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Brain Game: Djokovic’s Backhand Breaks Down Federer

London, England

Djokovic© Getty ImagesNovak Djokovic effectively used his backhand down the line to defeat Roger Federer.

Craig O'Shannessy breaks down the championship match at the Barclays ATP World Tour Finals.

Novak Djokovic’s backhand down the line was the difference maker in his come from behind victory over Roger Federer in the final of the Barclays ATP Tour Finals in London.

Djokovic won 7-6(6), 7-5 and had to come from a break down in both sets to win his second title at the year-end championships.

His most spectacular backhand down the line came on match point when he ripped a passing shot from well behind the baseline to win the title. It was vintage Djokovic as he was on the dead run sliding outside the singles line but somehow managed to create an offensive shot when his court and body position clearly dictated otherwise.

It was the icing on the cake for the World No. 1 as it was his backhand down the line in general rally play that really got him into a winning position in the first place.

Federer was constantly troubled by Djokovic changing direction with his backhand in their Ad court exchanges as Federer much prefers to camp on the backhand side and build the point with his forehand rather than get into a running, side-to-side battle.

Federer’s forehand was the victim of Djokovic’s clever strategy as Federer hit nine winners but racked up a costly 36 errors on his more potent wing. Djokovic, by comparison, hit eight forehand winners but only made 20 forehand errors.

Watch: Djokovic Delivers On Championship Point

Of the 36 errors Federer made on his forehand, 80% (29) came in the deuce court and only 20% (7) in the Ad court.

Djokovic’s tactic was simple: Avoid letting Federer dictate Ad court rallies with his forehand by taking his backhand down the line, which also put Federer’s forehand under more pressure on the run in the deuce court.

Of the 29 forehand errors Federer made in the deuce court, 82% (21) were made wide near the singles line and only 18% (9) towards the middle where he was stretched as far. It was Federer’s wide running forehand that Djokovic kept targeting.

Eight of Federer’s 21 wide forehand errors were caused by Djokovic’s backhand down the line, seven by Djokovic’s inside-in forehand down the line and only six coming from Djokovic’s cross court forehand from the deuce court.

Re-direction from the Ad court was the engine room of Djokovic’s stunning victory.

Federer was far more likely to make a forehand error if he had to move to the deuce court to hit it than if he was already standing there waiting for it.

This is further illustrated by Djokovic’s failed serving strategy in the deuce court of initially attacking Federer’s forehand out wide. With Federer already standing in the deuce court to return serve, his forehand was a lot stronger.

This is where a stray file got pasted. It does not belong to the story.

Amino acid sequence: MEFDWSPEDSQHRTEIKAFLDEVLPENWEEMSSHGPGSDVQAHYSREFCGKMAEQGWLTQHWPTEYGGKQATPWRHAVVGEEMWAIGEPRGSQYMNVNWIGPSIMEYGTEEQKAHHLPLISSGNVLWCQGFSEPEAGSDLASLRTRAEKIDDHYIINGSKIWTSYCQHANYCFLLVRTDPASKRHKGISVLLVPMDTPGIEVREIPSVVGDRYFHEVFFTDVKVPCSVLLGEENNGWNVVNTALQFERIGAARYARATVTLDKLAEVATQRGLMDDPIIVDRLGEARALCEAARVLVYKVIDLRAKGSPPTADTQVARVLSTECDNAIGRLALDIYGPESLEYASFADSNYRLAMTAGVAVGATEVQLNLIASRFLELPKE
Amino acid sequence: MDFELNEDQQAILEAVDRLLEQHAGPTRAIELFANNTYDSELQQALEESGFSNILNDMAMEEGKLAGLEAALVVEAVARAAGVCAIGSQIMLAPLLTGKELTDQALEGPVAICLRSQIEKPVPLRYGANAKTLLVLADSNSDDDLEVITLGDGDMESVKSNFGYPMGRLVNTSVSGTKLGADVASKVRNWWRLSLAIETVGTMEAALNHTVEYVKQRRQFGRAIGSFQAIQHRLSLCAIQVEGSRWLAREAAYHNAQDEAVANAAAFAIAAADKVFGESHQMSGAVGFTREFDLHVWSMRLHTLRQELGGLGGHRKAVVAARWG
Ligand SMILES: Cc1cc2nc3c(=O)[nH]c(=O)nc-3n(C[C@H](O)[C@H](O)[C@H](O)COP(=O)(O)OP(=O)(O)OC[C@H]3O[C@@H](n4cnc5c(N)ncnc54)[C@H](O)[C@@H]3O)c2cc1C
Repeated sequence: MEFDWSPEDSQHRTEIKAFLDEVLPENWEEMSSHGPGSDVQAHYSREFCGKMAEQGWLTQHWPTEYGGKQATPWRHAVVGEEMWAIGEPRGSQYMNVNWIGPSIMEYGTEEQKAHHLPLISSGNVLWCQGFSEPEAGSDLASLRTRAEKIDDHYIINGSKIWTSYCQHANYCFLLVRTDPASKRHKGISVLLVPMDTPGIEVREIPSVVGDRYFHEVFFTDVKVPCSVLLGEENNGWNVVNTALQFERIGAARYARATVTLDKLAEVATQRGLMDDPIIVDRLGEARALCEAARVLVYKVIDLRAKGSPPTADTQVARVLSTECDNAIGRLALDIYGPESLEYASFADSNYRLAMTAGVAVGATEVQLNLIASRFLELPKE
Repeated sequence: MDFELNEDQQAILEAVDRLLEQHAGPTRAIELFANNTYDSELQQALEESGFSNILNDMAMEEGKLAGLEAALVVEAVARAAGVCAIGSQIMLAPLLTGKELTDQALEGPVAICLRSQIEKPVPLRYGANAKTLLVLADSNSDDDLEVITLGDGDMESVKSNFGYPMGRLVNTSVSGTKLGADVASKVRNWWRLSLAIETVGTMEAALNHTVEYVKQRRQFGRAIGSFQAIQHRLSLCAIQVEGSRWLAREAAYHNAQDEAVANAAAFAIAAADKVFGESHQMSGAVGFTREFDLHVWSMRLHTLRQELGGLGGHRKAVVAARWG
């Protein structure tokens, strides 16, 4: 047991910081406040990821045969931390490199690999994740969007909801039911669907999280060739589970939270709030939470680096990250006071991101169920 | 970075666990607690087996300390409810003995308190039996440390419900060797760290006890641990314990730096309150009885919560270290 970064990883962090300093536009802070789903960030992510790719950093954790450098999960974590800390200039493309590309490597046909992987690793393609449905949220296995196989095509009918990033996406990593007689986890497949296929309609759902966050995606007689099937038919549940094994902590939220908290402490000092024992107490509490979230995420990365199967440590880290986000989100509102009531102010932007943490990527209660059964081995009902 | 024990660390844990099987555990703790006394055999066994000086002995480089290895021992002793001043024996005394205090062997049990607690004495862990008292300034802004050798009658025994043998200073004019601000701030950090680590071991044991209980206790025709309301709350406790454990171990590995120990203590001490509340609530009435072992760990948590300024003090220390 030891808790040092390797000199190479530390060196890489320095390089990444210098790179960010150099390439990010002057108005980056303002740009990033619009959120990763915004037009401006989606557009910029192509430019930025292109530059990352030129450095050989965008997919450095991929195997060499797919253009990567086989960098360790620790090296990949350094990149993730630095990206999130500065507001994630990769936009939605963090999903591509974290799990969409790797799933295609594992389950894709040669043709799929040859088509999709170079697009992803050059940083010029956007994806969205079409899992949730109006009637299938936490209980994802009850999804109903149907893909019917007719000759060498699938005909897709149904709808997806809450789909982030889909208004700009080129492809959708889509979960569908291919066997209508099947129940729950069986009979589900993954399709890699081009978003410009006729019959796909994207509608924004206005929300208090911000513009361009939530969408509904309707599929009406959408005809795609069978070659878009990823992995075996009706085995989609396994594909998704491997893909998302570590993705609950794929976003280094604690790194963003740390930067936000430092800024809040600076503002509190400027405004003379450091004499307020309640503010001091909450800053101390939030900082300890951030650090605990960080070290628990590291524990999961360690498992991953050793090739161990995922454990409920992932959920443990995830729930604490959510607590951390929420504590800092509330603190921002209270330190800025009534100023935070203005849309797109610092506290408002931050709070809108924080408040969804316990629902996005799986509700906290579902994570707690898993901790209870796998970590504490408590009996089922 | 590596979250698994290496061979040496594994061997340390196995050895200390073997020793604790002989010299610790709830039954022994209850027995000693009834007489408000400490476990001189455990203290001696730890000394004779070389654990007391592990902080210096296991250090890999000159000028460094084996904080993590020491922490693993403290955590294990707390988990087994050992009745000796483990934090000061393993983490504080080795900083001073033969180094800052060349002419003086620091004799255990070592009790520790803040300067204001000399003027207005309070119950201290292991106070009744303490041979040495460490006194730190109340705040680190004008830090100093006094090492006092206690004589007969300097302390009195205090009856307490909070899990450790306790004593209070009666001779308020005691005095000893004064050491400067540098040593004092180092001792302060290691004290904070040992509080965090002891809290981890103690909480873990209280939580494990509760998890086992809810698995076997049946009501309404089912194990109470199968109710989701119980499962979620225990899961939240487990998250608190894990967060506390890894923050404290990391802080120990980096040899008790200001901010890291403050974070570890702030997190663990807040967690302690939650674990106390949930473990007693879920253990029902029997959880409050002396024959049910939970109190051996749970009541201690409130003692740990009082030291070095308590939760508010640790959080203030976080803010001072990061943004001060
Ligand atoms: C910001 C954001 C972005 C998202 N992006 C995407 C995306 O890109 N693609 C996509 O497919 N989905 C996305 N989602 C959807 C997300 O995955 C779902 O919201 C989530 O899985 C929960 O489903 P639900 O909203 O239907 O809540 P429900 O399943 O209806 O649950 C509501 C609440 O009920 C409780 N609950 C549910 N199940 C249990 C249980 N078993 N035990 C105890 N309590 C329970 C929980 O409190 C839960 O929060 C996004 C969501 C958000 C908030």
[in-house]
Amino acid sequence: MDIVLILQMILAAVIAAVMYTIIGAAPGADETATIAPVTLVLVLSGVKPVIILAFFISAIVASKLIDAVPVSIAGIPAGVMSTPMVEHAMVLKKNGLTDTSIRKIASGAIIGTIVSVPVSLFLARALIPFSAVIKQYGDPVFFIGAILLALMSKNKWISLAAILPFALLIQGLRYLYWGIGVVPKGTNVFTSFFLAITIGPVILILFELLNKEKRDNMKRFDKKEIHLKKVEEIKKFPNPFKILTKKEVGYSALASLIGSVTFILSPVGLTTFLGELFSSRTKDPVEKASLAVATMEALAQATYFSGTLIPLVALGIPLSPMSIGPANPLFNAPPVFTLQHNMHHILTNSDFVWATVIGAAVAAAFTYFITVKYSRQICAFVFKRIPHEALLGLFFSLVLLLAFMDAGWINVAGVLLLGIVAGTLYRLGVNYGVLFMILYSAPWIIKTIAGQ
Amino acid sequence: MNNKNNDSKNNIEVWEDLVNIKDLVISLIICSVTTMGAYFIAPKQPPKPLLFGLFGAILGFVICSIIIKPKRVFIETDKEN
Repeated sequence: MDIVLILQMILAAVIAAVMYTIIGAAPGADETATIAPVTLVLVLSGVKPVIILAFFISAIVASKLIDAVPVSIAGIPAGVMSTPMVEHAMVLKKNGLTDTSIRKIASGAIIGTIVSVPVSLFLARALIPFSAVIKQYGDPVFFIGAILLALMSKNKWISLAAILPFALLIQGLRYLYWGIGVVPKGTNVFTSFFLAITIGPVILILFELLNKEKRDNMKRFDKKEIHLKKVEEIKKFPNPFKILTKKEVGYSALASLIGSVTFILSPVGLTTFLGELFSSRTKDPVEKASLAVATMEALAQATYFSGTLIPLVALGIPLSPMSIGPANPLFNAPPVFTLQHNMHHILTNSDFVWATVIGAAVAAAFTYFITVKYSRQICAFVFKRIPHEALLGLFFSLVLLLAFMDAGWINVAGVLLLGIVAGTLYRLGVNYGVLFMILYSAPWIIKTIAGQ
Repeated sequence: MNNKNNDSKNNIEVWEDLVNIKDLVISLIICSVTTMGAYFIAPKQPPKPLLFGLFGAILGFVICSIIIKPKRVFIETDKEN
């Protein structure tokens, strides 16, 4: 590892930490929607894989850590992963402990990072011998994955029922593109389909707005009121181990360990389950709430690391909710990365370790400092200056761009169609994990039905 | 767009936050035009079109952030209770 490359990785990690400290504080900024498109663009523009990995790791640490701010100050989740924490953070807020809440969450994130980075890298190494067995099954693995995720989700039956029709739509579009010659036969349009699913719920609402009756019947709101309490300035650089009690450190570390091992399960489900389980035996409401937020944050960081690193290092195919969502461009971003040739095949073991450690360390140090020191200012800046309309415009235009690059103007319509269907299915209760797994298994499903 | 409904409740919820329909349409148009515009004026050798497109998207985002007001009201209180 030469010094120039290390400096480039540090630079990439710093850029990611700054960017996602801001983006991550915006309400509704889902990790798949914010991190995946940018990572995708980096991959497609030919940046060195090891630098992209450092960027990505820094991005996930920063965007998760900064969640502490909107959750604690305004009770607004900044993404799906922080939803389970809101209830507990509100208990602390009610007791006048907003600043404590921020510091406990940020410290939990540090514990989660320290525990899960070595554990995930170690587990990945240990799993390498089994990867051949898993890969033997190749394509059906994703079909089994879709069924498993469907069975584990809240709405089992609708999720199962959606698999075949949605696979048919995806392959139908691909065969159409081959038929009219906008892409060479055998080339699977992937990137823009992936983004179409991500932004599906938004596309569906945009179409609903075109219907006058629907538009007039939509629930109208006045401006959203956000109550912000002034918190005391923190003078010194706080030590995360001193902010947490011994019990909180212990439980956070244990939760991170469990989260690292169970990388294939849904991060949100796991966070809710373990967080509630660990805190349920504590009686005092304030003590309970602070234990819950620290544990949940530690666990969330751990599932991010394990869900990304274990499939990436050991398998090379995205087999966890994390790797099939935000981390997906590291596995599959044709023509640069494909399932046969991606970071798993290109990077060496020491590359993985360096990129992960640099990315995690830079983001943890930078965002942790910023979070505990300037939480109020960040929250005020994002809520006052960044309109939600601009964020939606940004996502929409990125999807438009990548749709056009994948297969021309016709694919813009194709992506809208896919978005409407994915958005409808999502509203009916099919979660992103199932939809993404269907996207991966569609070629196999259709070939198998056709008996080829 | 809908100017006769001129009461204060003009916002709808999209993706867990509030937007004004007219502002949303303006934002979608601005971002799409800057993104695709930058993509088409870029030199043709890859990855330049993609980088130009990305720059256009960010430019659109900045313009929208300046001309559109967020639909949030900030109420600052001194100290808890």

Djokovic’s primary first serve target in the deuce court was a slice serve out wide to Federer’s forehand where he attempted 20 serves (he attempted 18 down the T to his backhand).

FedererDjokovic made 14/20 (70%) first serves out wide in the deuce to Federer’s forehand but amazingly only won 3/14 (21%) of those points. Federer’s forehand is better if he has to move less.

Federer’s primary first serve target in the deuce court was also out wide to the forehand where he attempted 22 serves (he attempted 19 down the T to the backhand).

Federer was far more successful with this tactic, winning 8/12 (66%) of those points. Federer only won 7/13 (53%) serving to Djokovic’s stronger backhand return side.

Djokovic only won one more point (96 to 95) than Federer for the match and his discipline of shot selection under pressure was the difference.

Djokovic is now 7-3 against both Federer and Rafael Nadal in the past two seasons and his backhand down the line is a major component of his dominance. Against Nadal it is used to make him hit more backhands and escape the forehand while against Federer it is to avoid the forehand where it is strong (Ad court) and pressure it by making him hit it on the run.

Djokovic is 6-4 against Andy Murray the past two seasons and the use of the backhand down the line is once again an agent of movement to apply pressure to the more potent wing.

There is a saying on tour that your forehand buys you your million dollar house but your backhand down the line puts the Ferrari in the driveway. Djokovic walks away from London with $1,760,000 from winning all five matches this week and it appears his backhand down the line can buy his whole team a fleet of red Ferrari’s to zip around Serbia in.

Craig O'Shannessy is the founder of the Brain Game, a tennis analysis website that uses extensive tagging, metrics and formulas to uncover the patterns and percentages behind the game.

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